I didn’t grow up in a family that hugged all the time. When a hug was important to and meaningful, yes, but I don’t remember it being a frequent occurrence after I was little. The community I grew up in included families from a variety of cultural backgrounds and personalities, and I did indeed notice that some families hugged everyone – often. Aside from noticing the differences, I didn’t think much about it.
But COVID changed that. One of the most prevalent complaints I heard, and read in blog posts, was how much people missed their hugs. And one of the biggest cheers that went up in blog posts a few weeks ago marking 2 years of life in a global pandemic – and the gradual return to normal (maybe or maybe not prematurely) – was the return of the hug. Boy, have hugs been missed by lots and lots of people.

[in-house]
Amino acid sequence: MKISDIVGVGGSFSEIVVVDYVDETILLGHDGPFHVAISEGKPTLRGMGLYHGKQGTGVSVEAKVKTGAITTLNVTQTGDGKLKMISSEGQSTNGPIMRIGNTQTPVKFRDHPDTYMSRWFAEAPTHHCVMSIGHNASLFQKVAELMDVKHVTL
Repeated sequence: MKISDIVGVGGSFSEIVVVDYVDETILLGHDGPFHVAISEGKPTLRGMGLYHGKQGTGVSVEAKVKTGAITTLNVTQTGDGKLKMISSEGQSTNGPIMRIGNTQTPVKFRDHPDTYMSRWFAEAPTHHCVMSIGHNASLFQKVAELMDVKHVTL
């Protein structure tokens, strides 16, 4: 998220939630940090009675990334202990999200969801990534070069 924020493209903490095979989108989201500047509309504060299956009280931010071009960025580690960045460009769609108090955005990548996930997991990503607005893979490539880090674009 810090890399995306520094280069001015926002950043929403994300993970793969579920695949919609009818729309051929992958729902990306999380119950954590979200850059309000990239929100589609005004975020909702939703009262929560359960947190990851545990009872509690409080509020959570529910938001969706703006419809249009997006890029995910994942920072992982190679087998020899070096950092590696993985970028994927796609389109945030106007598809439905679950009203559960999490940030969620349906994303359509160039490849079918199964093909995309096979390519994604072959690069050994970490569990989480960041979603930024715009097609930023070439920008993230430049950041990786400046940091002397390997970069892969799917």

But not everyone. Yes, the human touch is important to our well-being, even critical. And in some cultures, perhaps even the majority of cultures, the human touch is ever-present, in the form of hugs, handshakes, cheek kissing, double cheek-kissing, double- double cheek-kissing, and back patting. For many people, perhaps the majority, this is simply what’s expected and no big deal one way or the other, while for others it provides an important sense of comfort and belonging. But, as I said, not everyone.
A few months after the COVID lockdowns started 2 years ago, one of our sons pointed out that this period of social isolation was traumatic for those who suffered from FOMO – the Fear of Missing Out. Needless to say, as an old person, I hadn’t been familiar with this expression. He went on to say that, on the other hand, the lockdowns provided a safety net for people who fell into the JOMO camp – the Joy of Missing Out! It strikes me that the same differences can be said of people who miss a world of hugs as opposed to those people who experienced some quiet joy in not having to hug when they didn’t want to, having the excuse of COVID.